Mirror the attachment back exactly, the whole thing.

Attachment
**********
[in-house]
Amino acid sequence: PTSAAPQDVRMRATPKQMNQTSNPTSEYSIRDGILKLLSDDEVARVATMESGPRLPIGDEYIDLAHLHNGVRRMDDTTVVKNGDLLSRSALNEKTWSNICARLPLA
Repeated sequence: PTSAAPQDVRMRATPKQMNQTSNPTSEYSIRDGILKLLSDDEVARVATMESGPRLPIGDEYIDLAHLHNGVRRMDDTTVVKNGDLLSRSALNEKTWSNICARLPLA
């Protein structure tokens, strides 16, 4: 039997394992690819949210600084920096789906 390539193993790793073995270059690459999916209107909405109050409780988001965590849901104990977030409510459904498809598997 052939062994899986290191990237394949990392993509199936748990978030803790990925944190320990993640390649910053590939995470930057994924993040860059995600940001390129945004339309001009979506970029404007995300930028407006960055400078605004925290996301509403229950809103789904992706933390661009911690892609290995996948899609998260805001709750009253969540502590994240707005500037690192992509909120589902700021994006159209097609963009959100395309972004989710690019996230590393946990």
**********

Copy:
[in-house]
Amino acid sequence: PTSAAPQDVRMRATPKQMNQTSNPTSEYSIRDGILKLLSDDEVARVATMESGPRLPIGDEYIDLAHLHNGVRRMDDTTVVKNGDLLSRSALNEKTWSNICARLPLA
Repeated sequence: PTSAAPQDVRMRATPKQMNQTSNPTSEYSIRDGILKLLSDDEVARVATMESGPRLPIGDEYIDLAHLHNGVRRMDDTTVVKNGDLLSRSALNEKTWSNICARLPLA
């Protein structure tokens, strides 16, 4: 039997394992690819949210600084920096789906 390539193993790793073995270059690459999916209107909405109050409780988001965590849901104990977030409510459904498809598997 052939062994899986290191990237394949990392993509199936748990978030803790990925944190320990993640390649910053590939995470930057994924993040860059995600940001390129945004339309001009979506970029404007995300930028407006960055400078605004925290996301509403229950809103789904992706933390661009911690892609290995996948899609998260805001709750009253969540502590994240707005500037690192992509909120589902700021994006159209097609963009959100395309972004989710690019996230590393946990």